EGU General Assembly 2023
© Author(s) 2023. This work is distributed under
the Creative Commons Attribution 4.0 License.

An integrated methodology of micro-CT and thin-section analysis for paleoflow reconstructions in lacustrine event deposits

Kamill Lisson1, Maarten Van Daele1, Laurenz Schröer2, and Veerle Cnudde2,3
Kamill Lisson et al.
  • 1Renard Centre of Marine Geology, Department of Geology, Ghent University, Ghent, Belgium
  • 2Pore-scale Processes in Geomaterials, Department of Geology, Ghent University, Ghent, Belgium
  • 3Environmental Hydrogeology, Department of Earth Sciences, Faculty of Geosciences, Utrecht University, Utrecht, The Netherlands

X-ray computed microtomography (μCT) is a non-destructive 3D imaging and analysis technique that is increasingly used in geosciences, including the analysis of grains, pores, structures, fluid flow and morphological features. In Quaternary sedimentology, particularly in disciplines that study unconsolidated sediment cores from (glacio)lacustrine environments, μCT scanning of smaller subsamples is proving to be a valuable integration tool to the traditional thin section micromorphology, as it allows visualisation of internal 3D sediment composition, texture and structure at high resolution. We created an integrated methodology of μCT and thin section analysis by developing a 3D-printed subsampler that can effectively (1) extract areas of interest from soft sediment cores, (2) stabilise the unconsolidated “wet” sediment during μCT scanning and (3) allow dehydration and impregnation to be carried out while the sample is in the subsampler, which ensures an undisturbed sample for thin section preparation.

Here we apply our new methodological approach on sediment cores from Alaskan, Chilean and Swiss lakes. Medical X-ray CT scans of sediment cores from these lakes have proven to be valuable for studying seismically, volcanically and climatically induced event deposits. However, higher resolution μCT data with a voxel size of 5 μm is required to isolate individual grains larger than medium silt to determine their grain size, shape and orientation. Subsamples (8.0 x 1.5 x 1.5 cm) of different types of event deposits (turbidites, lahars and avalanches) were extracted from the sediment cores, scanned at the Centre for X-ray Tomography (UGCT, Ghent University) and thin sections were prepared. μCT scanning of the “wet” sediment subsamples allowed 3D characterisation of grains and structures of the original sediment microstructure and radiodensity contrast at high resolution, while the thin sections provided additional mineralogical and high resolution structural 2D information. This detailed analysis of the orientations of mud clasts, silt/sand grains and dropstones (in deposits from historical events) will lead to a better understanding of the relationships between paleoflow direction and grain deposition, and thus improve the reconstructions of past natural hazard events in the study areas.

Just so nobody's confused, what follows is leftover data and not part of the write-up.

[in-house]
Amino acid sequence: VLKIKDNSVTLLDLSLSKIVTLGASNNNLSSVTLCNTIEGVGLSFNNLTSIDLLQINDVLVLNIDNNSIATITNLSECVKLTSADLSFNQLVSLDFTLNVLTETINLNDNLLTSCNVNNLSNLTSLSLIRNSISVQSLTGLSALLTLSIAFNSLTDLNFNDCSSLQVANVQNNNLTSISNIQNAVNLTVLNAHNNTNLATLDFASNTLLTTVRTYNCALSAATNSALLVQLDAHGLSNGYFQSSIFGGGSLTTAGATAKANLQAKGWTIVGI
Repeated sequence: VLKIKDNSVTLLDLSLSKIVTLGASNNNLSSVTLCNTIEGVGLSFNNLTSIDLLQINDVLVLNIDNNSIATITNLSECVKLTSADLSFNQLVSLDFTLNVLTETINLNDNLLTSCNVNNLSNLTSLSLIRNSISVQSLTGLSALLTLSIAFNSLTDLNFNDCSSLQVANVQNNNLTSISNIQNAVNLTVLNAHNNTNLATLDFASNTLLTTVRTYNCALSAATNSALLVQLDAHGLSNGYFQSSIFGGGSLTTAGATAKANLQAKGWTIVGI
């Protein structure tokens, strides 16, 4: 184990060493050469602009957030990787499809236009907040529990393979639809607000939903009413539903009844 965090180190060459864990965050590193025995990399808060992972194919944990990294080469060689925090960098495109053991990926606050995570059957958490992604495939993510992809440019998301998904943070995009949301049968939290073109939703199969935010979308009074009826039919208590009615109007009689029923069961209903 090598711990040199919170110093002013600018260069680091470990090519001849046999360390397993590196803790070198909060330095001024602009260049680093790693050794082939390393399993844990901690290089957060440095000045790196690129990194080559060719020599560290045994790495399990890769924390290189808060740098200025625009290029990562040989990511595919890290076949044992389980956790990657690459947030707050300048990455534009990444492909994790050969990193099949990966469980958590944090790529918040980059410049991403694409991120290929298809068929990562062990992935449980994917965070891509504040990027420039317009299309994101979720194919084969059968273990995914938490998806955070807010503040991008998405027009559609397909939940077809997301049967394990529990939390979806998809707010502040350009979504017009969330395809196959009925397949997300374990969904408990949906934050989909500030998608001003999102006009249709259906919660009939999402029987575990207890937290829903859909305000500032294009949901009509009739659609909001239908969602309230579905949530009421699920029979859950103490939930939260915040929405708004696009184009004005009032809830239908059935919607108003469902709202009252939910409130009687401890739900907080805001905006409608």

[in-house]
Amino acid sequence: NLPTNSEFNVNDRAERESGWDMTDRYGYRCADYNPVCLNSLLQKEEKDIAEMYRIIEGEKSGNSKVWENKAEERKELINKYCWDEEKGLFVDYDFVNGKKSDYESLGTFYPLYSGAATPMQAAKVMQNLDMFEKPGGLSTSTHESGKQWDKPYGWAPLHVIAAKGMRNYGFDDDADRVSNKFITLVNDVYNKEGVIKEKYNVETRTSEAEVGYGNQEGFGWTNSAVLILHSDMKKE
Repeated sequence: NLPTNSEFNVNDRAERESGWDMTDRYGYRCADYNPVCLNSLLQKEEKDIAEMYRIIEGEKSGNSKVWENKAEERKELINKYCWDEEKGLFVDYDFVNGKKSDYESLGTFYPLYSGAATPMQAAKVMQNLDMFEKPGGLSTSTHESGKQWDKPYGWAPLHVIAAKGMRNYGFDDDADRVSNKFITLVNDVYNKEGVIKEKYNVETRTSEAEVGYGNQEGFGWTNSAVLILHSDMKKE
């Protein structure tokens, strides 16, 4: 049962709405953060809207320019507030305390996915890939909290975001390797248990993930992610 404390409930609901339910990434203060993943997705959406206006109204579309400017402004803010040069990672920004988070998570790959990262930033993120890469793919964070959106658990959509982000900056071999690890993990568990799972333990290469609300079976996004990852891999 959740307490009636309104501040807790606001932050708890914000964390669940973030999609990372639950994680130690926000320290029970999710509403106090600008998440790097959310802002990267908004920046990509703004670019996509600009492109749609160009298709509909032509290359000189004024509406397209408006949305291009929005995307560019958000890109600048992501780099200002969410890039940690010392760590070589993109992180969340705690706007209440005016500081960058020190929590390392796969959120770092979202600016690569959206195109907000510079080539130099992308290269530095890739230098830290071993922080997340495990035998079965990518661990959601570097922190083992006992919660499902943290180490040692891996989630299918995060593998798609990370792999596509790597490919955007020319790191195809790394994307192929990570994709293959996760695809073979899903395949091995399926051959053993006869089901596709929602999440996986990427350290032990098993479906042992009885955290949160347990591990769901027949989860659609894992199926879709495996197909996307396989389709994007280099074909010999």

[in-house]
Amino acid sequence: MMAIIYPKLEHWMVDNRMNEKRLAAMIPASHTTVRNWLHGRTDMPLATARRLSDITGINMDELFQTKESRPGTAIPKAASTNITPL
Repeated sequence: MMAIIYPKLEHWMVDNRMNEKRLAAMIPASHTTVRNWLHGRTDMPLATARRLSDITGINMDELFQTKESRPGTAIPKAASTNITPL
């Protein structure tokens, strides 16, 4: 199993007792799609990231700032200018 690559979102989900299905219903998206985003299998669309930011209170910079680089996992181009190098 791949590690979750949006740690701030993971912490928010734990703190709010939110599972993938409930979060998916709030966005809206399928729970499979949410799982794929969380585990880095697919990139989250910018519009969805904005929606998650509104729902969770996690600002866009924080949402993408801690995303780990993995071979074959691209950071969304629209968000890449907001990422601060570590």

How to cite: Lisson, K., Van Daele, M., Schröer, L., and Cnudde, V.: An integrated methodology of micro-CT and thin-section analysis for paleoflow reconstructions in lacustrine event deposits, EGU General Assembly 2023, Vienna, Austria, 24–28 Apr 2023, EGU23-14489,, 2023.